Making stepping stumps is a fun and easy project that will provide a fun and natural play area for your children (and a fun little place to sit and rest as well). Children love things that are just challenging enough with an appropriate amount of risk and danger. They also need to be able to play unsupervised and interact with nature. These stepping stumps may become an ongoing yard project that you continuously add to (like it has for us). We are always on the lookout for more stumps. It makes for a fun scavenger hunt while we’re driving! 🙂
- Stumps: When I was driving my husband’s pick up truck out on some country roads, I found several stumps of varying height that had been nicely cut from a fallen tree. Then, when we were coming home from Ruby’s spring concert, we spotted a few more, loaded them in the back of our van, and brought them home!
- Shovel: You want one with a point that you can really step on.
- Gardening Gloves: These are optional, but be warned, you will end up with dirt under your fingernails!
- Make a Plan: Try to envision the full potential of your stump arrangement. If you’re like me, you’ll want to leave room to keep adding on as you find more. I am hoping to copy Blandford’s meandering circular pattern that starts with shorter stumps and works up to taller stumps, but there are many other things you could do like placing the stumps haphazardly in one big configuration or making a straight path that’s very symmetrical. You might even make them almost flush with the ground and use them as a pathway from one place to the next. I encourage you to type “stepping stumps” or even “stepping stones” into Pinterest for some more ideas.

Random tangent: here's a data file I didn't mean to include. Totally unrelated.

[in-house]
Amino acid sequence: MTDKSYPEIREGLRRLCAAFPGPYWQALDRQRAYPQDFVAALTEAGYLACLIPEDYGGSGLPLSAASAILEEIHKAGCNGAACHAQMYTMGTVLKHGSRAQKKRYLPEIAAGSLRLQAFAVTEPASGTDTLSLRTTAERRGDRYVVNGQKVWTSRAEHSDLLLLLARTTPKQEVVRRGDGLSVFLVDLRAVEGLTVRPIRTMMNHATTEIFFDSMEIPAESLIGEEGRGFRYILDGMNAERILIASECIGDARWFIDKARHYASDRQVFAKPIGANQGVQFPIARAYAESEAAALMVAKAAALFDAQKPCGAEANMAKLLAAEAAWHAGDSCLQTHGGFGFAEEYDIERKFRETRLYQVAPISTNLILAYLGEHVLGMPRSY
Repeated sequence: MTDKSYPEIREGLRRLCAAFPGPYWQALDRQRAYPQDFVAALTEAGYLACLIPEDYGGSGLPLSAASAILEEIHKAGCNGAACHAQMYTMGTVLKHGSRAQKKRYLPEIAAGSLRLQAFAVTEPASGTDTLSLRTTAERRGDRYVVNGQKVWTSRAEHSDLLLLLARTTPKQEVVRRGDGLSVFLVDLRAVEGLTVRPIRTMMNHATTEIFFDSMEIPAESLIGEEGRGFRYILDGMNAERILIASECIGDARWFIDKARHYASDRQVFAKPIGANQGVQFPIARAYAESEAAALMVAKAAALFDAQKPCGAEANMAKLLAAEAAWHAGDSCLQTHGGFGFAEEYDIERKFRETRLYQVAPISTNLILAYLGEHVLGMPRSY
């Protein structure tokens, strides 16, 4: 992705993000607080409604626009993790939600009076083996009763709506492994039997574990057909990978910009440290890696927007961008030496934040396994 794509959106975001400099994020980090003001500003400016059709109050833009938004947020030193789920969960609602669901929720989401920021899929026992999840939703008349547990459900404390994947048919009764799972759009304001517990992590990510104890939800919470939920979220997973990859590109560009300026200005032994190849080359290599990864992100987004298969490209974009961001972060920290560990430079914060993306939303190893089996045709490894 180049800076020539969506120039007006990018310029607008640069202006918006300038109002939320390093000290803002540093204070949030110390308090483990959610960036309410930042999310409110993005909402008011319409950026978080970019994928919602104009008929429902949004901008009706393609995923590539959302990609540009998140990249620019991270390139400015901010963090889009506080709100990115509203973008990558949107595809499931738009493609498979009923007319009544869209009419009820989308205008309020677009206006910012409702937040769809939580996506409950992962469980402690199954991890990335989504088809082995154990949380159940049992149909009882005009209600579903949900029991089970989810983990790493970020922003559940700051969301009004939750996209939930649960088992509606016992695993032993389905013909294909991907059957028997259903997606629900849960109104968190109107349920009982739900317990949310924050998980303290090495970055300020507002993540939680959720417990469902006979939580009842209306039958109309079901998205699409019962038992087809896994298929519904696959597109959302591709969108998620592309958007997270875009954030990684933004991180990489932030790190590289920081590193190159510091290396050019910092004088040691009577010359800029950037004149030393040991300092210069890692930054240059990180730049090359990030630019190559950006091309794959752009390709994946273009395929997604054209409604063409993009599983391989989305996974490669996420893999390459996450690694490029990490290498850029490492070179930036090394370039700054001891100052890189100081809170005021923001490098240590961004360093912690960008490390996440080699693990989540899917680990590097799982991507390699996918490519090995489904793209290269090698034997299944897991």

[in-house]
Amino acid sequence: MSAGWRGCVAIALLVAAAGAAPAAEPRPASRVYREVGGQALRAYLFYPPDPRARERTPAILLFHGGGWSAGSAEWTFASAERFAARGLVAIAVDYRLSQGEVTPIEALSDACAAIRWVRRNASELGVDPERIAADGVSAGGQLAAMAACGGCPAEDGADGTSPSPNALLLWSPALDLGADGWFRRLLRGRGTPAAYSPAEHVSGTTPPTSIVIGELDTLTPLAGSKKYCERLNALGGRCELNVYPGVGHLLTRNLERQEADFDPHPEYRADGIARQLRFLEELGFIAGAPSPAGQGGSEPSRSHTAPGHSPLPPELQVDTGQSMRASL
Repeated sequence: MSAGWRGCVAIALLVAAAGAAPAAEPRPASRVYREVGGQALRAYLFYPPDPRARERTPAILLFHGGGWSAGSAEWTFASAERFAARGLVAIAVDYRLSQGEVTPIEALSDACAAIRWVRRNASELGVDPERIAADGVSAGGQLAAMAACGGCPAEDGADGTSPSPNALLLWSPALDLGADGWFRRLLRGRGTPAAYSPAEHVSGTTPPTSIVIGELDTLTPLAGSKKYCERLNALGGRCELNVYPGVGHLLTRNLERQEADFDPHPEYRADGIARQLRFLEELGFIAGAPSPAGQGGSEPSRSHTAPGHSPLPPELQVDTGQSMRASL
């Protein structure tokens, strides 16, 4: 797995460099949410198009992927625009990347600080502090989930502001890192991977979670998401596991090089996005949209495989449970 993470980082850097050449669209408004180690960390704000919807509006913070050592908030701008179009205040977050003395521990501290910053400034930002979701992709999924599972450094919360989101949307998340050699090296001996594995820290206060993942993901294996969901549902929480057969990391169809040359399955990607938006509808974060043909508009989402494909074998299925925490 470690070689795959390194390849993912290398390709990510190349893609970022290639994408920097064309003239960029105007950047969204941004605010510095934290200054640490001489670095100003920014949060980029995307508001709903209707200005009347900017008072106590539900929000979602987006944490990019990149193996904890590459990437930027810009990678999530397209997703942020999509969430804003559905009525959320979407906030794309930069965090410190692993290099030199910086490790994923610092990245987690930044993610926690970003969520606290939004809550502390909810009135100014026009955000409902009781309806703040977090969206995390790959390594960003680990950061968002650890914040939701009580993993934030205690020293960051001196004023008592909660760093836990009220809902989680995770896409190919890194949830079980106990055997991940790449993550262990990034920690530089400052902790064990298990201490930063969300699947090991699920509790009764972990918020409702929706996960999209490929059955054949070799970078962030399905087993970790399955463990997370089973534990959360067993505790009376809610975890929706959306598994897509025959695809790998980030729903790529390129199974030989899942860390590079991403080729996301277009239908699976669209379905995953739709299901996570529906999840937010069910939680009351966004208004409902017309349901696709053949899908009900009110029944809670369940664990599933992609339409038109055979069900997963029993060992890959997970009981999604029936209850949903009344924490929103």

- Dig a Circle: You’ll want to dig a circle larger than each stump. If you leave the sod intact, you can use it for another project like making a hill or making little grass stepping circles. After taking out the sod, dig down enough to bury about one-fifth of the stump. Make sure the dirt underneath is nice and soft to level out the stump.
- Level the Stump: After placing the stump onto the loose dirt in the hole, wiggle it around until the top is level. Then sit or step on it to help it settle in.
- Fill in the Dirt: Pack the extra dirt around the sides of the stump and step on it to really pack it in.
Having stepping stumps is just one part of creating a backyard full of natural and fun ways to play. Once you see how your kids interact with the stumps, it might give you more ideas for extensions in the future. I hope to gather some shorter stumps so that it extends much further and begins and ends with descending stumps like a staircase.
Check out some of our other backyard projects:
- How to Build a Sandbox
- How to Make a Stock Tank Pool
- How to Make an Outdoor Teepee
- How to Make a Backyard Obstacle Course
- The Benefits of Allowing Kids to Interact with Nature (Without Being Hovered Over)